Capital Campaign Blog
As we think about the benefits of CRC’s new campus, most of us probably think about the aesthetics – the curb appeal, nicer office spaces. When we ask our staff about the new campus, the response is quite different.
This month, we asked our Food and Nutrition program manager, Sloan Chau, to give us his thoughts …
“I think the expansion will offer a more dignified experience. We don’t have the most welcoming place right now: It’s crowded, hot (we don’t have air conditioning where our clients wait), and our clients often have to form a line outside on the sidewalk, where everyone on the street is watching you.
We’ve been seeing an increase in new clients, it doesn’t feel the best when you come to CRC (for the first time), especially if you are at a low point. Clients often feel shame, that this is their last resort, so having more room, more privacy, not having to sit shoulder to shoulder … these will all make coming to CRC a much better experience.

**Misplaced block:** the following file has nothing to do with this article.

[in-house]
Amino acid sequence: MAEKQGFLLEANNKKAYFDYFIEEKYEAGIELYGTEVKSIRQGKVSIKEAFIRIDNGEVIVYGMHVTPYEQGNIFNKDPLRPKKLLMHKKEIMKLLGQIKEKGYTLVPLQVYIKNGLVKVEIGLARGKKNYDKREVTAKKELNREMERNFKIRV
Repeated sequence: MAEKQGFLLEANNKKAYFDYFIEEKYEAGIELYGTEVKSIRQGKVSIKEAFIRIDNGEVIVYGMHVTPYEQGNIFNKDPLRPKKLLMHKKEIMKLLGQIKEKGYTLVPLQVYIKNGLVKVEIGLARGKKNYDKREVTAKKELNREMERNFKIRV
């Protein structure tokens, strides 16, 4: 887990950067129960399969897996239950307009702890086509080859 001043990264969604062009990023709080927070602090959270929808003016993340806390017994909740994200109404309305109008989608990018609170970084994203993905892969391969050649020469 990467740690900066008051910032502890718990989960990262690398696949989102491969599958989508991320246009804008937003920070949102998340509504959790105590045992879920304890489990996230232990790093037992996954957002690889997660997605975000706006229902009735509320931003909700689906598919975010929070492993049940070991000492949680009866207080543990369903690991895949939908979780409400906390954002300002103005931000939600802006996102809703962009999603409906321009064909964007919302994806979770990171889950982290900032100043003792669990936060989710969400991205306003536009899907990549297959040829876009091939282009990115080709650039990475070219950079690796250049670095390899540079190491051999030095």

For our volunteers, the new food pantry will give us a lot more room, we’ll be able to work without running into each other, and it will feel a lot less hectic. Right now, we have limited storage but the new pantry will have more room, so we don’t have to worry about ordering more or pulling from off-site storage. We don’t want our clients to be worried there won’t be food for them if they see empty or almost-empty shelves.
When we address our relationship with hunger, we need to remember that it’s more complex than an empty stomach. We should strive to be as actively empathetic as we can, not only to our participants, but to ourselves as well. Our pantry does not only provide mere sustenance but provides a sense of agency and comfort that is a privilege too easy to overlook and be taken for granted in our own lives. The new building will help make a more welcoming and comforting experience as people come to us for service. And, it will be a source of pride for us – “look at our food pantry.”